Last weekend at Ford Field, Jackson Sage competed in his second Individual Finals, where he finished fourth in Division 2 in the 157-pound weight class.

It was an improvement from last year’s event, when he qualified as a freshman but didn’t place.

“I was more used to it,” Jackson Sage said. “Last year was a different experience being at Ford Field the first time.”

Brooklyn Sage qualified for the Individual Finals this season as well, where she finished sixth in the Girls Division 155-pound weight class.

The winter was busy for both, but especially for Brooklyn. In addition to competing in wrestling, she was also a member of the school’s competitive cheer team.

“I knew that it would be a commitment,” she said. “But I was up for it. I was at the school for about 14 hours a day, but it was worth it at the end.”

Jackson and Brooklyn are each three-sport athletes. Jackson is the quarterback on the football team in the fall and a member of the track team (he competes in 300 hurdles and two relays) in the spring, while Brooklyn plays softball.

But it’s wrestling where the two share their greatest bond athletically.

Jackson started getting involved in the sport when was around elementary school age, and Brooklyn would tag along to practices.

Along the way, she became intrigued enough to try wrestling herself.

“I liked being able to know that I could defend myself and take care of myself in different ways,” she said. “To be able to stand up for myself.”

Brooklyn said she stopped wrestling competitively around sixth grade because there weren’t opportunities for girls to compete only against each other, but that changed when a girls-only division was added to the MHSAA Tournament with the 2021-22 season.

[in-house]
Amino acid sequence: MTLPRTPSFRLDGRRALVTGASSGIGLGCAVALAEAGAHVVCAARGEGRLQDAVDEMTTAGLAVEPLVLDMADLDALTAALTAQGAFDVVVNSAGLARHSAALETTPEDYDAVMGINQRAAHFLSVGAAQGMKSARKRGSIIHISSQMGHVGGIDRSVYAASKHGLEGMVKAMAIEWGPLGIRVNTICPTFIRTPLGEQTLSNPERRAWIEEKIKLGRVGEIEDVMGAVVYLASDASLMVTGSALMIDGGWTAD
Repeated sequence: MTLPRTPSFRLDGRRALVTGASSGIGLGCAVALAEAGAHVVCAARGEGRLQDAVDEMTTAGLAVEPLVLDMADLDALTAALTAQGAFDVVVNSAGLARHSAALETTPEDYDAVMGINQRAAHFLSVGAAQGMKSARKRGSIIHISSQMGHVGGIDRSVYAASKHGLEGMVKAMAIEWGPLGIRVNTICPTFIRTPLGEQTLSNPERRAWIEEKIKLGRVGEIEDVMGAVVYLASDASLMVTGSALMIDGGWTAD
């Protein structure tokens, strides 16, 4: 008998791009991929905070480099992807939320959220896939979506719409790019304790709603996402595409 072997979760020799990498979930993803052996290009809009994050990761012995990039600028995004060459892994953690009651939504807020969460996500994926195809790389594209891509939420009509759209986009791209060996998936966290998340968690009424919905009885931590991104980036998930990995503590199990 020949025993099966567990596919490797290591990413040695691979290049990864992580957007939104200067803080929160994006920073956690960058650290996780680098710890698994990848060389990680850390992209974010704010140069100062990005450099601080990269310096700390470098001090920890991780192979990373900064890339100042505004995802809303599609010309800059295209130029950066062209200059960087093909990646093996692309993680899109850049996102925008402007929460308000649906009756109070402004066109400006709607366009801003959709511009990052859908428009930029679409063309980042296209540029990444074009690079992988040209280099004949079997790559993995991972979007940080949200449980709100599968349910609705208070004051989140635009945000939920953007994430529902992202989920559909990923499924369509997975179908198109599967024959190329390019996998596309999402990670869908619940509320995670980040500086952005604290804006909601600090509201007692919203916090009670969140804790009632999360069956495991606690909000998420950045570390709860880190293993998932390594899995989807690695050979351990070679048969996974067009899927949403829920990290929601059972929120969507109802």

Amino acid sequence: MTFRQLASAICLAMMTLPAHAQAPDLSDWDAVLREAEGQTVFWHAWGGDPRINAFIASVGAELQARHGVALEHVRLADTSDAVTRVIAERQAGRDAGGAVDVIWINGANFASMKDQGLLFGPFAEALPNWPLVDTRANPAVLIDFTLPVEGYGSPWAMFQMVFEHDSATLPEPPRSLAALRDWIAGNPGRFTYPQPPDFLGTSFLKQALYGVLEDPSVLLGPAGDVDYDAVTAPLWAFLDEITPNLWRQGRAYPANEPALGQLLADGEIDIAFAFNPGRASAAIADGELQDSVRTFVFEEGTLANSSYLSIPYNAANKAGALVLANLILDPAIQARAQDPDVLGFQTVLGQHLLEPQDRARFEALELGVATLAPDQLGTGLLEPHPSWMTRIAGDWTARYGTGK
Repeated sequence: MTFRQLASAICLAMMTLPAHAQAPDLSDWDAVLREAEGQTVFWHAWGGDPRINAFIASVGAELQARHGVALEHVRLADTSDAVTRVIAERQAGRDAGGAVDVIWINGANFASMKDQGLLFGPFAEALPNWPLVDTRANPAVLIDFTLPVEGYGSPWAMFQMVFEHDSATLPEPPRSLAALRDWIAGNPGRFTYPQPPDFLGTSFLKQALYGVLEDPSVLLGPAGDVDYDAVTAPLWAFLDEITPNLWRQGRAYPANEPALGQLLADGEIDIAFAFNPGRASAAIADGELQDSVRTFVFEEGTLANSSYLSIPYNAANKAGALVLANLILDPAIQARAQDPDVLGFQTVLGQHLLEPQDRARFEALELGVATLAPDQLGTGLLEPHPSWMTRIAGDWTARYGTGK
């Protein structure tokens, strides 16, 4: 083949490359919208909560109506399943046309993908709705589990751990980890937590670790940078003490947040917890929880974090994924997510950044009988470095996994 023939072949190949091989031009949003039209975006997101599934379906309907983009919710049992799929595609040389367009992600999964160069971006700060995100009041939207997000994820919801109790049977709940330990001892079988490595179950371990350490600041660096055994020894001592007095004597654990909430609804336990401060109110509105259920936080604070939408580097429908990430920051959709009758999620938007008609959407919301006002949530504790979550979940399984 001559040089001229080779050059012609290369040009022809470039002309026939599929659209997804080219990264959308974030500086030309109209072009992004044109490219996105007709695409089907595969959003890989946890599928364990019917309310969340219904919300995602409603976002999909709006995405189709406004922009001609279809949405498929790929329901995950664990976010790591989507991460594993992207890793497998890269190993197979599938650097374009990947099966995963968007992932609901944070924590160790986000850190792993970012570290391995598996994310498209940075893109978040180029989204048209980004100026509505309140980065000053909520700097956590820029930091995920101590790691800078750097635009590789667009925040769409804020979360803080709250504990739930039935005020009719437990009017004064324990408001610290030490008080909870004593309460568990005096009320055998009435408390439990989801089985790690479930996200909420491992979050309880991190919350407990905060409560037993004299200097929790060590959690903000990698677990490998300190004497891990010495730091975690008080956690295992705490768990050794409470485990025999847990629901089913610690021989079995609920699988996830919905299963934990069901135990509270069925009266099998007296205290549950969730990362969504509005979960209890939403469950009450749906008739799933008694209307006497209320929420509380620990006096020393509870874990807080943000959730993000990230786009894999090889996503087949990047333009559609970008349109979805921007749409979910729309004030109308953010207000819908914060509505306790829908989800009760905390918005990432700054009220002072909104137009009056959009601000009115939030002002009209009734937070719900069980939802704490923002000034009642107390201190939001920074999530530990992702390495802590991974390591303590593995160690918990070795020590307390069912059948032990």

With both able to compete in high school, at-home workouts intensified. The two regularly train against each other on a mat in their basement, where technique is honed and toughness is sharpened.

“She pushes me a lot,” Jackson said.

Both also learn from each other’s experiences.

“I feel like watching him made me more motivated to do it,” Brooklyn said. “He’s taught me a lot of technique that I wouldn’t have known from his past experiences and coach.”

Added Jackson: “I’ve learned from her matches.”

This week has actually presented a rarity for both in that they’ve had time off.

With wrestling ending and spring sports not officially opening practice until Monday, the two haven’t had practices and competitions.

That’ll change next week when they go their separate ways with Jackson to track practice and Brooklyn joining the softball squad, and they’ll focus on those sports for the rest of the school year.

But with two more years of eligibility left and all-state finishes in wrestling already, the sky is the limit for the next two years in that sport for both.

With that in mind, the questions to Dad about who would win a match are likely only getting started.

Keith DunlapKeith Dunlap has served in Detroit-area sports media for more than two decades, including as a sportswriter at the Oakland Press from 2001-16 primarily covering high school sports but also college and professional teams. His bylines also have appeared in USA Today, the Washington Post, the Detroit Free Press, the Houston Chronicle and the Boston Globe. He served as the administrator for the Oakland Activities Association’s website from 2017-2020. Contact him at [email protected] with story ideas for Oakland, Macomb and Wayne counties

PHOTO Southgate Anderson twins Brooklyn, left, and Jackson Sage both placed at this season’s Wrestling Individual Finals. (Photo courtesy of the Sage family.)